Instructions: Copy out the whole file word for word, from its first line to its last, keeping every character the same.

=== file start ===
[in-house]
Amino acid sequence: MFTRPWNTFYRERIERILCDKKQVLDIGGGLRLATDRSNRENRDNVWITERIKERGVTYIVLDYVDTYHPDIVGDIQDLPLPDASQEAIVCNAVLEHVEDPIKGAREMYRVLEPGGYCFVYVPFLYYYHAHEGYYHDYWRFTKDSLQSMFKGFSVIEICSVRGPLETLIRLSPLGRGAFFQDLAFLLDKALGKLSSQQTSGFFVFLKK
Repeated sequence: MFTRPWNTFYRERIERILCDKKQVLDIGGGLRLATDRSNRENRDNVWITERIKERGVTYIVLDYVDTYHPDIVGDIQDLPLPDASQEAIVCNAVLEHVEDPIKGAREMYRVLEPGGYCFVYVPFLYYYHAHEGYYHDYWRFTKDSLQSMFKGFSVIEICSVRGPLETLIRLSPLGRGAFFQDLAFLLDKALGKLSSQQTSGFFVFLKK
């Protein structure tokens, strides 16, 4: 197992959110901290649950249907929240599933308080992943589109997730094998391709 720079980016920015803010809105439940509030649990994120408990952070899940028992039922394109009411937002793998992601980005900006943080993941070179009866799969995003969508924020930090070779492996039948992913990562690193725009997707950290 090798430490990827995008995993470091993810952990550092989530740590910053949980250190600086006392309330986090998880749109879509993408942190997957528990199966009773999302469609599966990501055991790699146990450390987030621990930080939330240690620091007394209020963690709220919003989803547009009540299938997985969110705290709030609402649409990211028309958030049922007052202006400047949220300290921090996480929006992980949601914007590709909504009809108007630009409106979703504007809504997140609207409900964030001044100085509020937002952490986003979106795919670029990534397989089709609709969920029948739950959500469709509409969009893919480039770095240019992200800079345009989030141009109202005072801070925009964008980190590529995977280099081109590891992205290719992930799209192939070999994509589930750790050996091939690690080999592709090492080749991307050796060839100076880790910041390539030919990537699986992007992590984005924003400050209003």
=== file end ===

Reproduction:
[in-house]
Amino acid sequence: MFTRPWNTFYRERIERILCDKKQVLDIGGGLRLATDRSNRENRDNVWITERIKERGVTYIVLDYVDTYHPDIVGDIQDLPLPDASQEAIVCNAVLEHVEDPIKGAREMYRVLEPGGYCFVYVPFLYYYHAHEGYYHDYWRFTKDSLQSMFKGFSVIEICSVRGPLETLIRLSPLGRGAFFQDLAFLLDKALGKLSSQQTSGFFVFLKK
Repeated sequence: MFTRPWNTFYRERIERILCDKKQVLDIGGGLRLATDRSNRENRDNVWITERIKERGVTYIVLDYVDTYHPDIVGDIQDLPLPDASQEAIVCNAVLEHVEDPIKGAREMYRVLEPGGYCFVYVPFLYYYHAHEGYYHDYWRFTKDSLQSMFKGFSVIEICSVRGPLETLIRLSPLGRGAFFQDLAFLLDKALGKLSSQQTSGFFVFLKK
């Protein structure tokens, strides 16, 4: 197992959110901290649950249907929240599933308080992943589109997730094998391709 720079980016920015803010809105439940509030649990994120408990952070899940028992039922394109009411937002793998992601980005900006943080993941070179009866799969995003969508924020930090070779492996039948992913990562690193725009997707950290 090798430490990827995008995993470091993810952990550092989530740590910053949980250190600086006392309330986090998880749109879509993408942190997957528990199966009773999302469609599966990501055991790699146990450390987030621990930080939330240690620091007394209020963690709220919003989803547009009540299938997985969110705290709030609402649409990211028309958030049922007052202006400047949220300290921090996480929006992980949601914007590709909504009809108007630009409106979703504007809504997140609207409900964030001044100085509020937002952490986003979106795919670029990534397989089709609709969920029948739950959500469709509409969009893919480039770095240019992200800079345009989030141009109202005072801070925009964008980190590529995977280099081109590891992205290719992930799209192939070999994509589930750790050996091939690690080999592709090492080749991307050796060839100076880790910041390539030919990537699986992007992590984005924003400050209003």